It’s the straightforwardness, I think, that gets me most about M Bennardo’s stories, the candid depictions, and the unaffected storytelling that allows the plot and characters to stand on their own with what seems like little authorial wrangling. As concentrated as I am on writing, it sometimes becomes glaring in others’ stories—here a clever turn of phrase to spice things up, there an idea elevated for the sake of profundity—but I noticed none of that reading this story. The writer vanished and the story lived and breathed.

The protagonist’s “unlikely companion” showed up at the right time, for me. I can dig a survival story, but I can only read so much hopeless suffering. I half-expected yet another magical guide who had all the answers and could solve everything if only the foolish human wasn’t so foolish—in other words, the human story would take a backseat to the glory of the Speculative Idea. 

That didn’t happen. The friction of wills between the two personalities, the give and take and trust and suspicion added another layer of intrigue and uncertainty. Speaking of personalities, Bennardo’s portrayal of the companion, I thought, was refreshingly understated and showed a lot of control, as these things can sometimes tend jar and outsize the story. 

Overall, I thought the tale hit just the right tone and pace, a balanced and enjoyable piece that further encouraged me to seek out another of M Bennardo’s stories. 

That other story turned out to be Imagine Cows on Mars on Redstone Science Fiction. It's another kind of survival story (a recurring theme of his?), with illegal emigrants from Earth settling ahead of time on a still-terraforming Mars. I don’t like to rag on stories I’m not enthusiastic about, so I’ll just say this one, for me, recalled the sparseness of the flash. It was an okay story but not as memorable, in terms of characters or plot. 

So, there I was. I’d tried a couple of M Bennardo’s stories and it was half and half. I wasn’t completely sold, wasn’t yet recommending him to friends. That changed with The Famous Fabre Fly Caper...

Until next time, hit the links:

Photo credit: "catch 22 nately" by schammond available under CC BY 2.0

Tuesday, January 1, 2013

M Bennardo: Part 1

This is how I mostly discover new short fiction authors: I skip recommendations and glowing reviews and just read. I lose track of who I read and where, wonder why a name sounds so familiar, and through sheer luck I rediscover them all over again. I may be an oddball in my stumblings, but when I stumble upon storytelling that grabs me, an author who does it right more times than not, I make a note of it.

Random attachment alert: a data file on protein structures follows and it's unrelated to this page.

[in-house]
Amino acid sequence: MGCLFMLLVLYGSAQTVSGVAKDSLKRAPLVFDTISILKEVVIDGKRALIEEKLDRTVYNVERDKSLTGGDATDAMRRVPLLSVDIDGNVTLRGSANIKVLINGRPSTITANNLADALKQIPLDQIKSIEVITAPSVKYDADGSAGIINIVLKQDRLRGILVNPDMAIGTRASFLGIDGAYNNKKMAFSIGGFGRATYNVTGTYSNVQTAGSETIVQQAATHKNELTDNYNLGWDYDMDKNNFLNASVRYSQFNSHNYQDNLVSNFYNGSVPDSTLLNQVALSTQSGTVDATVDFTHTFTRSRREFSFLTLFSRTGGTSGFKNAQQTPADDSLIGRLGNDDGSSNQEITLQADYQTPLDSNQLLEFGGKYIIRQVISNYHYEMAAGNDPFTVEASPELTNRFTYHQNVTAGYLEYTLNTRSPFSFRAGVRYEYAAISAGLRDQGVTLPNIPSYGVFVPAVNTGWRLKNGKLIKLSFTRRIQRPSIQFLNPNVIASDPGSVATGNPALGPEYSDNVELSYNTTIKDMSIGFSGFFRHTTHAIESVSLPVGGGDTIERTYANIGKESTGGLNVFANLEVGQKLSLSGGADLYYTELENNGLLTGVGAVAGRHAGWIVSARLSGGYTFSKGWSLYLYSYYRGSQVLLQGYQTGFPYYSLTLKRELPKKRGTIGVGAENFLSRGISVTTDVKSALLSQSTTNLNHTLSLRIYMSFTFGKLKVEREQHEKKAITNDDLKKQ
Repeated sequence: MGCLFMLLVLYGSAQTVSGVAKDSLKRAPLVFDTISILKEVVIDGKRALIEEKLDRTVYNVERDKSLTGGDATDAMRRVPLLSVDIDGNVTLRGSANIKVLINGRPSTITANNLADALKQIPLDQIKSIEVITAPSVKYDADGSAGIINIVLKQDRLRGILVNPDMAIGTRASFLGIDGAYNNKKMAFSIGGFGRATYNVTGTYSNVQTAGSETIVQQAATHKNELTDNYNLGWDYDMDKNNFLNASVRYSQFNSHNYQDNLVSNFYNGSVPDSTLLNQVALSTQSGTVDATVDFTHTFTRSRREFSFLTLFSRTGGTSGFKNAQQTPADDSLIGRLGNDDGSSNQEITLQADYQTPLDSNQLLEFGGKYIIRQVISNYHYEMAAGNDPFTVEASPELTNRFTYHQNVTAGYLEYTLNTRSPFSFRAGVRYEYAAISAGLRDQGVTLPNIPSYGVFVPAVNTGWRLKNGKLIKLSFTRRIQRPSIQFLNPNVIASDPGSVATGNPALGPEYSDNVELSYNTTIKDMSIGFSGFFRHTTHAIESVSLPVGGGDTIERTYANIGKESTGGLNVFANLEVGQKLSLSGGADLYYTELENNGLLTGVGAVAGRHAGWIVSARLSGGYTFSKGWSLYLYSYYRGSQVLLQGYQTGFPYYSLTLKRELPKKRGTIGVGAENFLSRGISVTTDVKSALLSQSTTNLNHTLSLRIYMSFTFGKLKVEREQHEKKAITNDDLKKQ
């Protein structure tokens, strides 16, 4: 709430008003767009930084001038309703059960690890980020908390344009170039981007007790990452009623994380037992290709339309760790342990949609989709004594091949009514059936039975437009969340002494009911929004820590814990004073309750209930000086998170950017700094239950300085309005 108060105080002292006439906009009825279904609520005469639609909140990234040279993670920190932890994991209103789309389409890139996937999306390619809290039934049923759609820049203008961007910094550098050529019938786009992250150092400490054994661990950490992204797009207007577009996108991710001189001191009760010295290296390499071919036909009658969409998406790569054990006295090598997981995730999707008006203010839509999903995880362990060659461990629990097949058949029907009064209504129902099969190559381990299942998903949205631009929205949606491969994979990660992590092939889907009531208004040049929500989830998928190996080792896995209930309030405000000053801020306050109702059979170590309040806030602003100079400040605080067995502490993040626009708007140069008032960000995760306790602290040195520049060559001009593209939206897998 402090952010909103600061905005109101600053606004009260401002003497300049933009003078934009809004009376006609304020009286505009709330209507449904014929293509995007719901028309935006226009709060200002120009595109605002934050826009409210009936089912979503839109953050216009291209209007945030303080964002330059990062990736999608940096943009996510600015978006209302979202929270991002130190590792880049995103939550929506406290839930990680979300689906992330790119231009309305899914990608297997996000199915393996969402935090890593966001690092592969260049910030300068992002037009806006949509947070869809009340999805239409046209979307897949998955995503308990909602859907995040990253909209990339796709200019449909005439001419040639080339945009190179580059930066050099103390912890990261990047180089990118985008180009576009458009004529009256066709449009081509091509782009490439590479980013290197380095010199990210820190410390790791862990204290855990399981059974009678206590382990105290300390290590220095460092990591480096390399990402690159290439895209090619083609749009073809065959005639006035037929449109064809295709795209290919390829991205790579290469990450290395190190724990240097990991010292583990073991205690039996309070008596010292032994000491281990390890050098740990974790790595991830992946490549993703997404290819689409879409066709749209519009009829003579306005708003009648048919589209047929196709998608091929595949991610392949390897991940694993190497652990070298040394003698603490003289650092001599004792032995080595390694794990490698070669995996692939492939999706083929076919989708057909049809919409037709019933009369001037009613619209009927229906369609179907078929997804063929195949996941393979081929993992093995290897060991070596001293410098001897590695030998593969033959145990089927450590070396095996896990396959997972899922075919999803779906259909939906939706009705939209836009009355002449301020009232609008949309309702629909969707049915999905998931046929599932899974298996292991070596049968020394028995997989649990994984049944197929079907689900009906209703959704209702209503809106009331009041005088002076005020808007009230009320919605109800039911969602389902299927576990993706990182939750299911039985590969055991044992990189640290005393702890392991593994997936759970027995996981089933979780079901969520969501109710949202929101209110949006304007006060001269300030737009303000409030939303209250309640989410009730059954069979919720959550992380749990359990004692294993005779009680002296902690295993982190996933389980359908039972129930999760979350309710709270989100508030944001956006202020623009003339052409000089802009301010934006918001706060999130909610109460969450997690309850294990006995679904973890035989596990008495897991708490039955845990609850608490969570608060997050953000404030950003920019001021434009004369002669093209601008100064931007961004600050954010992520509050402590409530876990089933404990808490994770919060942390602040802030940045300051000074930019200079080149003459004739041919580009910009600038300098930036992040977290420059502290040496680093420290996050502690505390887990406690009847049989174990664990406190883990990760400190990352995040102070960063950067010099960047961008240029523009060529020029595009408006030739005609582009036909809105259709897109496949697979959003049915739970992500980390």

And this blog is just sitting, so why not make a note of it here and share with others an author I think they will enjoy as I have?

So, who is M Bennardo? I suppose it would be proper to start with a bio of the author, but I’m not going to. I’m going to introduce you M Bennardo over a couple of posts the way I was, through his stories, with hits and misses but mostly, in my humble opinion, hits.

The first M Bennardo story I read was a flash fiction piece at Daily Science Fiction called You’re Heads, She Says. You’re Tails. Honestly, I didn’t like it. It felt spare and cold—even for a flash about a mad scientist. For me, it left something to be desired, that warm spark of an impression.

As I am wont to do, I promptly forgot the author’s name.

Literary SF is fine, if that’s what you like, but I like it in small, infrequent doses. So, when M Bennardo kept popping up in Lois Tilton’s reviews at Locus Magazine—at one point along with a recommended rating—I just assumed ‘literary sf’, as most recommended stories there seem to be, and then I moved on.

At some point, I learned Bennardo is also the editor of Machine of Death. Imagine my surprise. I’ve got MOD on my PC, I recommended it to a friend, and this guy was the one behind it all. Here, I went off to find the author’s site.

But, what’s the Machine of Death, you ask and why should that change my mind? It’s an anthology featuring a machine which predicts how you die. I enjoy picking a story from the collection at random to read how that unifying theme spins off into profound concepts, how it reveals different facets of human behavior.

Bennardo’s contributing story there is Starvation, a nail-biting tale about the physical and psychological pitfalls of two men stranded on an island. Sounds like a familiar premise? Consider that one man knows he will die by homicide and the other knows he will die by starvation. Neither knows when or where or how it will ultimately happen, but desperation makes both predictions chillingly possible on the island.

And via M Bennardo’s site, I found more great tales like it. Check out the links below, read some of his stories, and share your opinions in the comments or wherever you care to.

Next time, more Bennardo and evolving thoughts on why I like his writing…

Photo credit: "catch 22 nately" by schammond available under CC BY 2.0